Architecture and the Crisis of Modern Science
Between the late Renaissance and the early nineteenth century, the ancient arts of architecture were being profoundly transformed by the scientific revolution. This important book, which won the 1984 Alice Davis Hitchcock Award, traces the process by which the mystical and numerological grounds for the use of number and geometry in building gave way to the more functional and technical ones that prevail in architectural theory and practice today. Throughout, it relates the major architectural treatises of successive generations to the larger culture and the writings of philosophers, mathematicians, scientists, and engineers.
The book leads the reader through the controversy that was generated by Claude Perrault in the seventeenth century. His writings began to cast doubt on the absolute aesthetic value of the classical orders and the "perfect" proportions that were architecture's legacy from Pythagorean times. Thus the once immutable "invisible" system lost its special status forever. The book focuses in particular on eighteenth-century developments in the science of mechanics and emerging techniques in structural analysis which slowly entered the architectural treatises and found their way into practice, often by way of civil and military engineers. And by the nineteenth century, the book notes, even architectural rendering and drawing were radically changed through the introduction of new descriptive and projective geometries.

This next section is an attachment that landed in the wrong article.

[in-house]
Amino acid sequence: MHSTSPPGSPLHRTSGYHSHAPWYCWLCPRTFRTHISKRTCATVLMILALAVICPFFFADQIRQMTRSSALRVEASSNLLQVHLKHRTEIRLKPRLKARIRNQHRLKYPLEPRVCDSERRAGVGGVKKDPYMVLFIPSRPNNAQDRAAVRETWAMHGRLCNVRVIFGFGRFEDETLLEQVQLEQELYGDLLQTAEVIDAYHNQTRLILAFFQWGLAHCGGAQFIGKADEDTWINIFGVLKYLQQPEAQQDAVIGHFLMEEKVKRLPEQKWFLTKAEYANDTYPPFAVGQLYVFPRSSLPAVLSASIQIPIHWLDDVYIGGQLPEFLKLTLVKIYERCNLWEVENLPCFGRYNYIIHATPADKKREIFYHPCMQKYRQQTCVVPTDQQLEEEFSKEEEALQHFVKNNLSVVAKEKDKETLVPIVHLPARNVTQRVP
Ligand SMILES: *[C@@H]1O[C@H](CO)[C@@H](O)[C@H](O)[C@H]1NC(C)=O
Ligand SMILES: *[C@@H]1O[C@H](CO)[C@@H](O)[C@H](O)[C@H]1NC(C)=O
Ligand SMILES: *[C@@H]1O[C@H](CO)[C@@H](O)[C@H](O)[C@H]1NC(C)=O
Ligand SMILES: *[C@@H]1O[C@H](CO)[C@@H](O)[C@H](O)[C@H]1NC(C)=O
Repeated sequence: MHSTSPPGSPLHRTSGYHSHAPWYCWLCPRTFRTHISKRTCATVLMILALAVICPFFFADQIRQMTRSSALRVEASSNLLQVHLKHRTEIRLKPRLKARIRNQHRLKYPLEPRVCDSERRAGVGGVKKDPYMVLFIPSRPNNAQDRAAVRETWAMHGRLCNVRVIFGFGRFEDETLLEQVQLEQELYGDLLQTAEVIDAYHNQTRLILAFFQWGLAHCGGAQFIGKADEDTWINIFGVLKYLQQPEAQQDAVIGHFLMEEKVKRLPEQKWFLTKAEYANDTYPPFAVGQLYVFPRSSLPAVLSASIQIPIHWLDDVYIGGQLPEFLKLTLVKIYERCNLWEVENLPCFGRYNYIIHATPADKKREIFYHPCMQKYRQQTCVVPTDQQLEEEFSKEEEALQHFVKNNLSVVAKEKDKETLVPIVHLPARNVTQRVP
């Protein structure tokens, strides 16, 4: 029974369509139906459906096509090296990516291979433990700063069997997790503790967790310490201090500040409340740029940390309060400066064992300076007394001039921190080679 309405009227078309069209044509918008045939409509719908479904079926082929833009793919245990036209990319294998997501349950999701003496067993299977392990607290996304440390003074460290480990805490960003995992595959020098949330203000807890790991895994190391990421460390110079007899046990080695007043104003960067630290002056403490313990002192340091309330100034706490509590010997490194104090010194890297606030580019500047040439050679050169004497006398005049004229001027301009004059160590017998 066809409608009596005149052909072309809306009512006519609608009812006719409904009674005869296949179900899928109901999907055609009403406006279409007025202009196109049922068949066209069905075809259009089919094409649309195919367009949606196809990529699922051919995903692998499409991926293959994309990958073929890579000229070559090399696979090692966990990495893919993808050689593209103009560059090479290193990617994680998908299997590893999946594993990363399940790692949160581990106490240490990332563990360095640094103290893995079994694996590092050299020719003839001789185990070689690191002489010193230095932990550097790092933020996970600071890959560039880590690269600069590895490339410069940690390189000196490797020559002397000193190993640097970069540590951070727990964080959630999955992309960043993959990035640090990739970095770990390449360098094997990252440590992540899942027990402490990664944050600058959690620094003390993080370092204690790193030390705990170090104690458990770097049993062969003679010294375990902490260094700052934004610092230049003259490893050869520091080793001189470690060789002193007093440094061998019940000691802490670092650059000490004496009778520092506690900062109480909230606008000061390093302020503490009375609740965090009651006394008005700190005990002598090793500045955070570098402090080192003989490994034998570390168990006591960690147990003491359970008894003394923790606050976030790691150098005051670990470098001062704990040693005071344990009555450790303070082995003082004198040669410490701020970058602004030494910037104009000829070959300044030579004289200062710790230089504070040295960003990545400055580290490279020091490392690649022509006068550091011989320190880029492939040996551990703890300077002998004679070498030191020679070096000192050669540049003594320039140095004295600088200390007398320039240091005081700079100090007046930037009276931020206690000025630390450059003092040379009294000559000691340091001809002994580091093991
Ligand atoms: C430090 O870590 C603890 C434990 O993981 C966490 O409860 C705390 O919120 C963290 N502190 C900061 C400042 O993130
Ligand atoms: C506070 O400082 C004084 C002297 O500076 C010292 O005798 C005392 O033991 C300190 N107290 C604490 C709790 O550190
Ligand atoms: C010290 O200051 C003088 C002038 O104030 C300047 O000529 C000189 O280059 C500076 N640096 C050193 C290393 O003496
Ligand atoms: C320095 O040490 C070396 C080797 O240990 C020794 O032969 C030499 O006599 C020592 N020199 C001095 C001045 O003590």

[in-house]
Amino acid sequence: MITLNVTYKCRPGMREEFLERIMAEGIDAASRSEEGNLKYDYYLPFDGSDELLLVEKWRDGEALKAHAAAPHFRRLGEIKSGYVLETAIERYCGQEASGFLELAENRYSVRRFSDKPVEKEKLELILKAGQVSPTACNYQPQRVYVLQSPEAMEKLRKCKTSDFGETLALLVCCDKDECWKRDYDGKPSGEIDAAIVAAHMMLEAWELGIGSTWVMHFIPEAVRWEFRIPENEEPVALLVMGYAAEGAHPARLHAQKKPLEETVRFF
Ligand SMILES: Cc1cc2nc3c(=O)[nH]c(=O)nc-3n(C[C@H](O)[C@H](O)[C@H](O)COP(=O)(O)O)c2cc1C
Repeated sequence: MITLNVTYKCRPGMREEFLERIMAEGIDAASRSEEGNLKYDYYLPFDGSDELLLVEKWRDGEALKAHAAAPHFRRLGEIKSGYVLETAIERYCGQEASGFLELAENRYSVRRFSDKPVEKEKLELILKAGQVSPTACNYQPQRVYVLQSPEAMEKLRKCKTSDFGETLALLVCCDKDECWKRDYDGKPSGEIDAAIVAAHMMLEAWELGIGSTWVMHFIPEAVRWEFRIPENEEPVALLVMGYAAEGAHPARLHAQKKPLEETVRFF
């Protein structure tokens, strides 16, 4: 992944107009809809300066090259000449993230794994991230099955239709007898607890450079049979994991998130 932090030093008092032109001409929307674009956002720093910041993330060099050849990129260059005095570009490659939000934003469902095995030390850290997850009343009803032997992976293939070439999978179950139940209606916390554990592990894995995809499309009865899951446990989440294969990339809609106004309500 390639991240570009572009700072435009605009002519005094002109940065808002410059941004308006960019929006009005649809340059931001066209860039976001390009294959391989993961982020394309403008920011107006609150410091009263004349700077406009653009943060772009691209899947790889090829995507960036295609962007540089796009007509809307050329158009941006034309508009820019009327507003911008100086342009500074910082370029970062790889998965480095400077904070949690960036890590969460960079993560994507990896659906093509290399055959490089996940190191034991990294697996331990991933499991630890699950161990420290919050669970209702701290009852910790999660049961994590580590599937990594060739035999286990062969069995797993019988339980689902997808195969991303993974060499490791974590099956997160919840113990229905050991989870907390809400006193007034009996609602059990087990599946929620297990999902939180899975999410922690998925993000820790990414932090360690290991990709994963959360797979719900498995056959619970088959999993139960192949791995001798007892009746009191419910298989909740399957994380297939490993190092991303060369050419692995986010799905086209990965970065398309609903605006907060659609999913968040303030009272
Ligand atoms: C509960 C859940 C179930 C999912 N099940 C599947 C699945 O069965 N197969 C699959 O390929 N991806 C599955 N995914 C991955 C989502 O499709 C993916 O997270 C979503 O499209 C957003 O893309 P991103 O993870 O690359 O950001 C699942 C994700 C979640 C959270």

Tracing these fundamental changes in architectural intentions, Pérez-Gómez challenges many popular misconceptions about the theory and history of modern architecture. At the same time, he suggests an intangible loss, that of a culture's power to express through a building its total mathematical, mystical, and magical world-view.
About the Author
Alberto Pérez Gómez directs the History and Theory of Architecture Program at McGill University, where he is Saidye Rosner Bronfman Professor of the History of Architecture. He is the author of Architecture and the Crisis of Modern Science, Built upon Love: Architectural Longing after Ethics and Aesthetics (both published by the MIT Press), and other books.
—George Hersey, Professor of the History of Art, Yale University, and author of Pythagorean Palaces
—Joseph Rykwert, Professor of the History of Architecture, University of Essex, UK
Winner, Alice Davis Hitchcock Award, Society of Architectural Historians